What is truth? It’s a vital question because truth is foundational for our faith, our lives, our small groups, and our churches.
But I want to approach the question, “What is truth?” by asking it another way: What isn’t truth? Truth is not my opinion (or yours), my stance (or those of my seminary professors or favorite theologians), or my feelings. As we study God’s truth in his Word, we must carefully differentiate actual truth from our particular positions and interpretations. That takes wisdom and diligence in studying Scripture. It takes sound exegesis. It takes integrity, humility, and self-surrender.
Most Christian leaders agree on the doctrines on which we will not sway, and from which I hope we will not stray. We refer to these as “essentials” or “matters of faith.” We might call these “bullseye beliefs.” We are called to unity in these areas. There are other areas, however, where smart, biblically astute disciples of Jesus don’t agree. On these debatable matters, we sometimes sacrifice unity, love for one another, and our witness in our quest to be “right.” We can privately discuss and debate these issues (that’s what makes them “debatable”), but we must maintain “liberty in opinions,” “love in all things,” a posture of oneness, and intellectual humility.
“All of us, then, who are mature should take such a view of things. And if on some point you think differently, that too God will make clear to you” (Philippians 3:15).
Speaking of which, some of us could do a better job of not using Scripture out of context . . . which I just did! I used the Philippians verse to make a point that Paul was not making. This happens way too often on social media as well as in small group Bible studies, Communion and offering meditations, and sermon messages.
Recently, a preacher posted on Facebook that the repentant thief on the cross wasn’t baptized and then provided verses used out of context to explain why that matters theologically. Several people shared the post and scores commented on it, many with biblically unsupported assumptions; some claimed, for example, that the thief had been baptized by John the Baptist (and so had no need to be immersed before he died).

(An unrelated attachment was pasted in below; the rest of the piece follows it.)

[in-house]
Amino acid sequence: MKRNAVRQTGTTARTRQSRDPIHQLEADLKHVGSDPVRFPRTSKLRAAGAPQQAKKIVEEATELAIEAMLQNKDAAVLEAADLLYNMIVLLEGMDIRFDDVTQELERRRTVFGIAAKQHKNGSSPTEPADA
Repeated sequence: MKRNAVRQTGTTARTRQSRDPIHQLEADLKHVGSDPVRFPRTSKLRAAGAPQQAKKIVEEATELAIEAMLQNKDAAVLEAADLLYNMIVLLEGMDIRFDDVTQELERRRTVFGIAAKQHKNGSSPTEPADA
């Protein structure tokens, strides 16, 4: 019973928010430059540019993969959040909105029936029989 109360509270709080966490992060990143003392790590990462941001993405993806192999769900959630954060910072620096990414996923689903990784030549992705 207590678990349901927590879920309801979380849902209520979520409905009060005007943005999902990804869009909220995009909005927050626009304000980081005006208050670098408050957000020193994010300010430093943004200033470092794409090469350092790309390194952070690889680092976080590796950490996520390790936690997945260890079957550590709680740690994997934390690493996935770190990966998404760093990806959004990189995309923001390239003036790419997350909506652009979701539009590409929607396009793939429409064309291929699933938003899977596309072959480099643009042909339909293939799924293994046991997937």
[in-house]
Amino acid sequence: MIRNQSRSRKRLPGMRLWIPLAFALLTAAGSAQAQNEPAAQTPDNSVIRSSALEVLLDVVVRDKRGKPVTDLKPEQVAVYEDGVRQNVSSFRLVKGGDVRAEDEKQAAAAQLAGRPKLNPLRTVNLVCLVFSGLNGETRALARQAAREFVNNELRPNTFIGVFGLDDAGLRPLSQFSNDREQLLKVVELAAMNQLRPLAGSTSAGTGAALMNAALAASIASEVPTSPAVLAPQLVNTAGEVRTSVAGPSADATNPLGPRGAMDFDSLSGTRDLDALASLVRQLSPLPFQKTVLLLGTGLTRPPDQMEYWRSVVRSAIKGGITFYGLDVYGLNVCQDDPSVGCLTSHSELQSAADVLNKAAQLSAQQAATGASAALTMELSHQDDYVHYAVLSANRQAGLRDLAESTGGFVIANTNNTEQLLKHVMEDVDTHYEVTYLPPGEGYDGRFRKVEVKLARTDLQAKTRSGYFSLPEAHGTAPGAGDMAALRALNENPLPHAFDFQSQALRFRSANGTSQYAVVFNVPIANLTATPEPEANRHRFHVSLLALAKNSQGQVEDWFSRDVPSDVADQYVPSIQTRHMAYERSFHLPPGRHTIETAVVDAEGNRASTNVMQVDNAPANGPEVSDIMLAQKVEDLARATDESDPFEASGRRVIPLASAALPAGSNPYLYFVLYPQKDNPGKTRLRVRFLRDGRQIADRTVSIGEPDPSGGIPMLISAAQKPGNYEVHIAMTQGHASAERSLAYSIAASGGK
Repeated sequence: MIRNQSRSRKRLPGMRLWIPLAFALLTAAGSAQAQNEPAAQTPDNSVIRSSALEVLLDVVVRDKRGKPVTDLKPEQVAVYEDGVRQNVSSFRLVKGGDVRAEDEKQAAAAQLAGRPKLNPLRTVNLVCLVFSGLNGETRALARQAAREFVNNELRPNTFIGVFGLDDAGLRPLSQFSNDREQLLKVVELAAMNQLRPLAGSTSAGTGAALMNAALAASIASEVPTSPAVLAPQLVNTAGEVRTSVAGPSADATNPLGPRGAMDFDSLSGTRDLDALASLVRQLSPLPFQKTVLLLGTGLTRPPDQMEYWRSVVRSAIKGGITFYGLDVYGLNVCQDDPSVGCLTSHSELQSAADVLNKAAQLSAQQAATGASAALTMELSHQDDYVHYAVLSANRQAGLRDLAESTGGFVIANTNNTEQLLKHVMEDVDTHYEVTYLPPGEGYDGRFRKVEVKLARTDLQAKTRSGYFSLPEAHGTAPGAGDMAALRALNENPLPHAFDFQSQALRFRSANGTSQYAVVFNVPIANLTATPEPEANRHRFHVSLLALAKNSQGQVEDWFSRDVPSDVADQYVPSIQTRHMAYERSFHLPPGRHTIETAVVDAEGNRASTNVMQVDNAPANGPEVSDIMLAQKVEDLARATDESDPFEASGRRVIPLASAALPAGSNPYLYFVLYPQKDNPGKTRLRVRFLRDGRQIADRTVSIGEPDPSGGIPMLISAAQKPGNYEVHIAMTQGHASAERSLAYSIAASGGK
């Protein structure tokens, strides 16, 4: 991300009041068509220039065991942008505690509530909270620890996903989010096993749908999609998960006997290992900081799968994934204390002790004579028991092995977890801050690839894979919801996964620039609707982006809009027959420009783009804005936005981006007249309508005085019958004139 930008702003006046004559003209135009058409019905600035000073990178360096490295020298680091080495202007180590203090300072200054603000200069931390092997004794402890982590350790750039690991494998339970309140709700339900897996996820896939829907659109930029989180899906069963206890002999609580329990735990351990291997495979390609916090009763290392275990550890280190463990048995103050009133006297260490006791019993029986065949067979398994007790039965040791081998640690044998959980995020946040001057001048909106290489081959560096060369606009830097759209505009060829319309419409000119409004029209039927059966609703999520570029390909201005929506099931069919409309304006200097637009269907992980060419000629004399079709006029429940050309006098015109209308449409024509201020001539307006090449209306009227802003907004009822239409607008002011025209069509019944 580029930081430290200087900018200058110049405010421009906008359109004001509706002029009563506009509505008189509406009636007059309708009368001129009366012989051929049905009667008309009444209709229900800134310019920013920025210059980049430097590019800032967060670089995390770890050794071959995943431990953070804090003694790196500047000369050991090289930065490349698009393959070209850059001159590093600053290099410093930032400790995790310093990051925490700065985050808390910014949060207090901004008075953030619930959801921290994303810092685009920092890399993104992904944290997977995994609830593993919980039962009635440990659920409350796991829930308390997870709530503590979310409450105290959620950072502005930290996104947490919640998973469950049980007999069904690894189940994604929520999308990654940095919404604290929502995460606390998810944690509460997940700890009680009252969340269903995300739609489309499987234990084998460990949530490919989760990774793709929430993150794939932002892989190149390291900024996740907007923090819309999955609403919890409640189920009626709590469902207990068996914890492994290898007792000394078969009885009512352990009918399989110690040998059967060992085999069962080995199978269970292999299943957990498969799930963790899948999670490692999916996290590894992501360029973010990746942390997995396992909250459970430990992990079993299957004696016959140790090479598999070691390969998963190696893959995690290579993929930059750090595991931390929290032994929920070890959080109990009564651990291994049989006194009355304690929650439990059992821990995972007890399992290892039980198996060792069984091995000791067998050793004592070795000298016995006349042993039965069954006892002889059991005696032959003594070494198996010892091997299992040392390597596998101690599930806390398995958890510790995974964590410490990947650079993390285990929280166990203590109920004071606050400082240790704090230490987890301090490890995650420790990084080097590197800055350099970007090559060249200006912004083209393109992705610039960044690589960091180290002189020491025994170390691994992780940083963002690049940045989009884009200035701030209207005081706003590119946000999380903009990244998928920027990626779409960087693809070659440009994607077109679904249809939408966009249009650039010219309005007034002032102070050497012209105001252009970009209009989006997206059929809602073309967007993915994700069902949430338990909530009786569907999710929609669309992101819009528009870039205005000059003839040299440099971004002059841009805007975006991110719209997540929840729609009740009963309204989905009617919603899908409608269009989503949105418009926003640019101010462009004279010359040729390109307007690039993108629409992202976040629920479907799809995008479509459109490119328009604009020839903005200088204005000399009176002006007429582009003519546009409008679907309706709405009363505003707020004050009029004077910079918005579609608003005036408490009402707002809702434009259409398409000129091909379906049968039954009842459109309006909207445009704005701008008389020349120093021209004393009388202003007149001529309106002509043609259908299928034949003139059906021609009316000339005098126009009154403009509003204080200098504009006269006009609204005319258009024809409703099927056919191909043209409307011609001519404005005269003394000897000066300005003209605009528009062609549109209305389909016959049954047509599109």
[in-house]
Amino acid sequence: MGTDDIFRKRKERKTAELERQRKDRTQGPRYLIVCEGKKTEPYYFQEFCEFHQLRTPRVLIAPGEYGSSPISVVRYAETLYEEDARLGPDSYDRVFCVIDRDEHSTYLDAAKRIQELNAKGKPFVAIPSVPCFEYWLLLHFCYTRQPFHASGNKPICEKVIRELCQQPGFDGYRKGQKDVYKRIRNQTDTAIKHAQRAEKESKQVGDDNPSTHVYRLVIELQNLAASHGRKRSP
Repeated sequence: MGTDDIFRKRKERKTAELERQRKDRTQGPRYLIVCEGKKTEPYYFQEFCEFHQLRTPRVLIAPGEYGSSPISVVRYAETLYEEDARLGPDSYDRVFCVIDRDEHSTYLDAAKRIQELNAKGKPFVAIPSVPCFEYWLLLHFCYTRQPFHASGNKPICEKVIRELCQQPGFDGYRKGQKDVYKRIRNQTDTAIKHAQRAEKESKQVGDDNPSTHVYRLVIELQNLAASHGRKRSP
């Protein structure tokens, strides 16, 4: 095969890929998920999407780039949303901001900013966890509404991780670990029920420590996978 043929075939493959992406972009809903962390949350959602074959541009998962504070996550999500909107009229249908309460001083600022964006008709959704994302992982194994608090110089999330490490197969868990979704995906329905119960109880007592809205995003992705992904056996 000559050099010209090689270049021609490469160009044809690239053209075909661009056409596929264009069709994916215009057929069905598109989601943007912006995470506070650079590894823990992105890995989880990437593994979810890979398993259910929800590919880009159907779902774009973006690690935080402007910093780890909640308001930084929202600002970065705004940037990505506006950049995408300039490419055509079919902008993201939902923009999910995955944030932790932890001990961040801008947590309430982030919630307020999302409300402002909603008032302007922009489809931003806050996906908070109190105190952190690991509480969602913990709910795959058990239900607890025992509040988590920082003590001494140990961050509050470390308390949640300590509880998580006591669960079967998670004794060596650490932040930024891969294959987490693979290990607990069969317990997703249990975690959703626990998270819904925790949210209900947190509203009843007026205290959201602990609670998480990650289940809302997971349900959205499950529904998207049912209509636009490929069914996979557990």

Social media posts like these can lead me into temptation. My reflex is to correct what I think is error, to shut down what I perceive as falsehood. But then God reminds me of the times I’ve gotten something wrong or spoken before I was certain of biblical truth. When I allow God to be in control, I can resist these “foolish and stupid arguments” (2 Timothy 2:23).
Disagreement—whether in a small group or in any other relational context—is normal. We don’t need to respond to every response in a group or social media post with which we hold a differing opinion. We waste so much time and effort arguing with one another about debatable matters. Imagine what would happen if we spent that time talking to people who desperately need God’s truth and grace, of which we are ambassadors.
I’m reminded of the words of the 1970s Dave Mason song: “There ain’t no good guy, there ain’t no bad guy. There’s only you and me, and we just disagree.” While the song had a very different application from ours, I believe we can disagree on disputable matters without destroying our unity and our ability to make disciples. I am not saying we should never take a stand on issues, even disputable ones. But we must do so with humility, with agape love, and with unity as our polar star.
True, there is one correct interpretation of Scripture, one right position on every doctrinal matter. We can know truth partially and provisionally, but only our almighty, omniscient God knows the truth absolutely, entirely, and infallibly; he alone is always right . . . and I may be wrong (but not about this). We will never know all that God knows, but we can seek to continually grow in our understanding.
Like many people, I have struggled to understand God’s truth on certain debatable matters. Here’s my practice in discerning these often-complex issues. First, I study as many relevant Scripture passages as possible. Then I reference various theological and historical works, speak with theologian friends I trust, and then I often re-examine Scripture. Eventually I arrive at a conclusion—a position. I can then say with conviction that I’ve studied the matter thoroughly and this is where I stand. I can preface my remarks with, “in my view” or “from my study of the Bible, here’s how I see it.” And, at the same time, I can treat others who have different convictions with respect, dignity, and honor. They may be right, and I may be wrong.
May we all continue to humbly seek, study, ask, learn, and correctly handle the word of truth!
This post is adapted from my January/February 2023 Christian Standard From the Editor column, “I May Be Wrong.”
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